Director: Mohana Krishna Indraganti
I briefly wondered if Mohana Krishna Indraganti’s V might turn out to be good. It is filled with high-minded references, from Shakespeare to Emily Brontë. The film opens with a card containing Prospero’s declaration in The Tempest: “At this hour / Lie at my mercy all mine enemies.” At a much-later point, we see the protagonist, DCP Aditya (Sudheer Babu), unwinding with a copy of Wuthering Heights. We get ruminations on the evil within us all, even if it’s just the pleasure we get from watching people die in ultra-violent Korean movies. We get thoughts on systemic corruption in the forces intended to uphold justice, like the army and the police. But when we get down to it, V is just another revenge saga, with a templated second-half flashback that says the victims had it coming. In other words, this cat-and-mouse thriller is a tempest in a teacup. Or if you prefer, much ado about nothing. As you like it: Hamlet, Anthony and Cleopatra. What was that? That last line made little sense? Wait till we get talking about this movie!
The first scene is that of a riot. I mean, there is an act of mob violence, to be sure. But had this movie been released in theatres, the riot would have been witnessed amongst super-charged fans of Sudheer Babu. He quells the violence almost entirely in slow-motion. He even rips his shirt off. I briefly wondered if, like in the Austin Powers instalments, his nipples were going to turn out to be lethal, bullet-spewing weapons, but mercifully, no! Afterwards, we learn that he gives TED talks, walks the ramp, graces the cover of Men’s Health. “OTT” is no longer the platform. It’s the tone of this hero-intro stretch, and possibly the heroine-intro stretch, too.
Apoorva (poor Nivetha Thomas, in a “we need songs, so we need a heroine” role) is a psychology graduate who wants to write a crime novel. She walks up to Aditya in a bar, introduces herself, flirts with him, and within five minutes, she’s burning up the dance floor with a song that goes: Wanna touch you, now, now, now, now, now / Baby kiss me, now, now, now, now, now. The woman doesn’t seem capable of stringing together a decent pop song. I briefly wondered if I should be warning prospective readers about buying that crime novel that’s brewing in her head, now, now, now, now, now.
And now, now, now, now, now, it’s time for the villain-intro scene. The cryptically named V (Nani) — I briefly wondered if his siblings were named U and W — is carrying out murder after grisly murder. And in the most inventive ways. He’s probably the most well-equipped serial killer in movie history. He has a canister of shave foam. He has Post-It notes. He has a “Fragile, Handle with Care” sticker. He has quips about Raghavendra Rao films. He has a contraption that can melt gold. He has marijuana cigarettes. And he’s got a ton of orange lozenges. Forget killing. I briefly wondered if the man should be in the luggage business. If he can fit all this into a duffel bag, he’ll make a very different kind of killing.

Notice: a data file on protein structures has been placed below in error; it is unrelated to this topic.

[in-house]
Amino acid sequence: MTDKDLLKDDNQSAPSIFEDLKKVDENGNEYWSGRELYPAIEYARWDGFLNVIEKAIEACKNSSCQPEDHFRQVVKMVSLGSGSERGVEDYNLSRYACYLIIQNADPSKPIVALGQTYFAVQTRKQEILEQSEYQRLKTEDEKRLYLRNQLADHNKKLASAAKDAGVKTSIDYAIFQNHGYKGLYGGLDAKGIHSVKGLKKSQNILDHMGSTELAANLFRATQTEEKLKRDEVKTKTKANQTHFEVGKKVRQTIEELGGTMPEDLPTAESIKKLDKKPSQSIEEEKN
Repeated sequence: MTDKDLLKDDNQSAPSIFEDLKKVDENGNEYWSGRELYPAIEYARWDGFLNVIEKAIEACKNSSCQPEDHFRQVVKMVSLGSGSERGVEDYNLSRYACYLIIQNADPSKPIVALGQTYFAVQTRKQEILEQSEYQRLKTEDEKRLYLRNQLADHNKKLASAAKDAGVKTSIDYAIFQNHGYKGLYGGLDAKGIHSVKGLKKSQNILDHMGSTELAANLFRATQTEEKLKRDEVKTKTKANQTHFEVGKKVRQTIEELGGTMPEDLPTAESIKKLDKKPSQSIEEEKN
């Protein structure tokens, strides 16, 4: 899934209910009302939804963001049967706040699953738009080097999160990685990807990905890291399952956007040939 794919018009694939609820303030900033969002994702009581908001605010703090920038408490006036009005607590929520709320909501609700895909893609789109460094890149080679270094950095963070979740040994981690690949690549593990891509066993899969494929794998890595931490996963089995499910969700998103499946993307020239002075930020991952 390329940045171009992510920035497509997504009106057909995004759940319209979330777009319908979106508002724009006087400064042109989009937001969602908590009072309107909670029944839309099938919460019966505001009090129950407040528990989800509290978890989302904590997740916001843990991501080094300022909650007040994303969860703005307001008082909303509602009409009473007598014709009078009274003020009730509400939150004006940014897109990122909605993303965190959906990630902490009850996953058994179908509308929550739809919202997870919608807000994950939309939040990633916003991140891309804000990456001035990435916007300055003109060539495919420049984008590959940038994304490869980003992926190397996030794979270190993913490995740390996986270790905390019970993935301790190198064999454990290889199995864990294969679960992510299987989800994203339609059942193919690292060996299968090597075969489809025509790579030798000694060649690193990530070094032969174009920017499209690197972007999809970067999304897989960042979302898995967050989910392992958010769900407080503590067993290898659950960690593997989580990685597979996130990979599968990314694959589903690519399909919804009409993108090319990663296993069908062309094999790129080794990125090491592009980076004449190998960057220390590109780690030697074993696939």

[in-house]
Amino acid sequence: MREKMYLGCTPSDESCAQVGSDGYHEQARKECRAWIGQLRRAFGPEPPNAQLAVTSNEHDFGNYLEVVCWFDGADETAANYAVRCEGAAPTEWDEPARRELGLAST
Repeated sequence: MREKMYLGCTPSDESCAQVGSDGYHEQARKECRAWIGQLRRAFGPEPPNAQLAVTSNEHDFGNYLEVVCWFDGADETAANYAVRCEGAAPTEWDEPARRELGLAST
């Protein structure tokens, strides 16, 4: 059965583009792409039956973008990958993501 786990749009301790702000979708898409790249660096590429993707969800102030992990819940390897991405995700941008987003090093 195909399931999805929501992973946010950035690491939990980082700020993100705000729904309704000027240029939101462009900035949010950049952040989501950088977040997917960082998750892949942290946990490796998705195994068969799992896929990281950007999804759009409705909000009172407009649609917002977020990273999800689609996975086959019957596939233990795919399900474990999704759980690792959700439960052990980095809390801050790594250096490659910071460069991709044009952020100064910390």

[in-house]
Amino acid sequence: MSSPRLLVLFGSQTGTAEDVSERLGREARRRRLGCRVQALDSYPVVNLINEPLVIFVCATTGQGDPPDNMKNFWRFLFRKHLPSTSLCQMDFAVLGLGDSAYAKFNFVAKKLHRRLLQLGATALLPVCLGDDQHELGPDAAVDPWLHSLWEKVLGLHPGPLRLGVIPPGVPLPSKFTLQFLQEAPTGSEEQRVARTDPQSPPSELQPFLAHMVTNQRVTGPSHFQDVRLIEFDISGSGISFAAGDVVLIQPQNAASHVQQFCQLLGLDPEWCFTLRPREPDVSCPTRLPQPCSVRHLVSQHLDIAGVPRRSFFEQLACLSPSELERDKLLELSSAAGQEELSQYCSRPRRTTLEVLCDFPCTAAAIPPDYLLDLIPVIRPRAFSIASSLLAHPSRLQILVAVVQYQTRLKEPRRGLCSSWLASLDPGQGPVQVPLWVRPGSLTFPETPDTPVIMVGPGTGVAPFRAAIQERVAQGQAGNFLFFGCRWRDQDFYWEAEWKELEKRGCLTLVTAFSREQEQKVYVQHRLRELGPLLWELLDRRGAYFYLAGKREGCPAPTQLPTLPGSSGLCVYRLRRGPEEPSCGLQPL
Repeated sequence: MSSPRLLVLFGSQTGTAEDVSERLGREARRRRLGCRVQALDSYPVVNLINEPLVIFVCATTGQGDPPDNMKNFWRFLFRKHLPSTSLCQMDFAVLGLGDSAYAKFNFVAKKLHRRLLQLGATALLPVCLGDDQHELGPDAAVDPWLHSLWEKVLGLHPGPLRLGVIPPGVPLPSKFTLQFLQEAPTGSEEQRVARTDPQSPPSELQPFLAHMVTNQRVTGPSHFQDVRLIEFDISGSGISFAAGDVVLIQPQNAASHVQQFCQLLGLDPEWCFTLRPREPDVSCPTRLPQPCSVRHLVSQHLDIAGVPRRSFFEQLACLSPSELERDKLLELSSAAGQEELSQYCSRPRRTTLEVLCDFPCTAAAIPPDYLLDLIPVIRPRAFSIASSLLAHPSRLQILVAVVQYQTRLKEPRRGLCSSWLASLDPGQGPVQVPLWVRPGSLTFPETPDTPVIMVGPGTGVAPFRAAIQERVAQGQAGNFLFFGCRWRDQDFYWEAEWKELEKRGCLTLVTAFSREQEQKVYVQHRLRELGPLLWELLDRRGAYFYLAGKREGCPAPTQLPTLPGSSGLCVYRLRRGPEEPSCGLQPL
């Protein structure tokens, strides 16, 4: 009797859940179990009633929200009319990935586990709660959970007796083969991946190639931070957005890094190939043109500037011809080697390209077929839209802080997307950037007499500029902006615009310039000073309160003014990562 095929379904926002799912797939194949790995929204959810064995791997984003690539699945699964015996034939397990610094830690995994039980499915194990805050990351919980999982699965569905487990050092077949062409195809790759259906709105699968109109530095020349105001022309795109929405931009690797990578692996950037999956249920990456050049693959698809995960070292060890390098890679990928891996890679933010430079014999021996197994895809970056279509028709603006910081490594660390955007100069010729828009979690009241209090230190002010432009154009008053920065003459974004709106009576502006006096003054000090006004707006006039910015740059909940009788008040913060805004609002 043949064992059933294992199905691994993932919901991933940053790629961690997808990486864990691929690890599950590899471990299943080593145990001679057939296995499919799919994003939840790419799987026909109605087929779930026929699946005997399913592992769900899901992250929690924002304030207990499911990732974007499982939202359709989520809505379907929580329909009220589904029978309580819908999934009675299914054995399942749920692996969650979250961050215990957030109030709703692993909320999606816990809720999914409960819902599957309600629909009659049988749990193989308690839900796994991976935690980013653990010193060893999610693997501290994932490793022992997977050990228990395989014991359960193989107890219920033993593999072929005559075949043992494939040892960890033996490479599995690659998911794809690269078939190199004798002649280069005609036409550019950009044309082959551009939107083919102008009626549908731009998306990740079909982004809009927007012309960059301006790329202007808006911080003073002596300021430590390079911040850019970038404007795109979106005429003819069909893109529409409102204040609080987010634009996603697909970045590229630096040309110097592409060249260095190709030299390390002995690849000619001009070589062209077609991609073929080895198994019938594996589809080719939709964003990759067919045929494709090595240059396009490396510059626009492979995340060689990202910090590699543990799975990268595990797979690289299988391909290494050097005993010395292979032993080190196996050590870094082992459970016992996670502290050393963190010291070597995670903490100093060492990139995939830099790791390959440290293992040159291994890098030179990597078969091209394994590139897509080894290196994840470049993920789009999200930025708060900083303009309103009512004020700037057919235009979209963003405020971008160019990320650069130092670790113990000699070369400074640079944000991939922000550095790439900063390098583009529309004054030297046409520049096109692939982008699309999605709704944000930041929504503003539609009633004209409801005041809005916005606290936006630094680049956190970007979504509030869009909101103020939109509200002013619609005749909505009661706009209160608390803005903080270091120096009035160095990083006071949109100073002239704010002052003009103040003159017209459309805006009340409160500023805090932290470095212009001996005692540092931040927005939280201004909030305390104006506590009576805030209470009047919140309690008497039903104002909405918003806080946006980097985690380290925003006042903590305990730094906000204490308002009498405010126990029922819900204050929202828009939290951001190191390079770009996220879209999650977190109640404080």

So the cat-and-mouse thing begins when V challenges Aditya to catch him, leaving behind a series of clues. Meanwhile, Aditya is torn between chasing V and enacting “cute” scenes with Apoorva and her family (they are all seen with cutting implements, but none, alas, that can be of use on the editing table, for this 2-hour-20-minute saga). I briefly wondered if the director would have been more comfortable just pursuing this romantic zone: after all, his last outing, the Notting Hill-inspired Sammohanam, was quite a charmer. Here, the mood is all over the place. It’s like watching a Scream mask on a kitten. It’s like watching Vennela Kishore as a crack cop. No wait, Vennela Kishore does actually play a crack cop!
At one point, Nani and the man he’s about to kill begin to sing Man dole mera tan dole, from Nagin (1954), starring Pradeep Kumar and Vyjayanthimala. Strictly, speaking, I didn’t have to write down the year of that film’s release, or the names of its stars. But then, they didn’t have to write many of the scenes here, either: say, the one where we are introduced to a senior cop who hates Aditya and promises to be a thorn in the flesh and provide an extra layer of complication. The man makes his appearance and then disappears, and when he returns late in the film, I briefly wondered if we were watching a brand-new character, like the handicraft-store employee played by Aditi Rao Hydari.
She softens the Nani character, but then, that was a given, right? This extremely likeable star was never going to play an all-out psychopath, right? I briefly wondered if he might make an exception for a landmark movie — this is his 25th — but alas, the hope dies like V’s victims. This super-predictable film, like V’s cigarettes, is a hash. It’s a movie about murders that’s impossible to take seriously. It’s a comedy of terrors.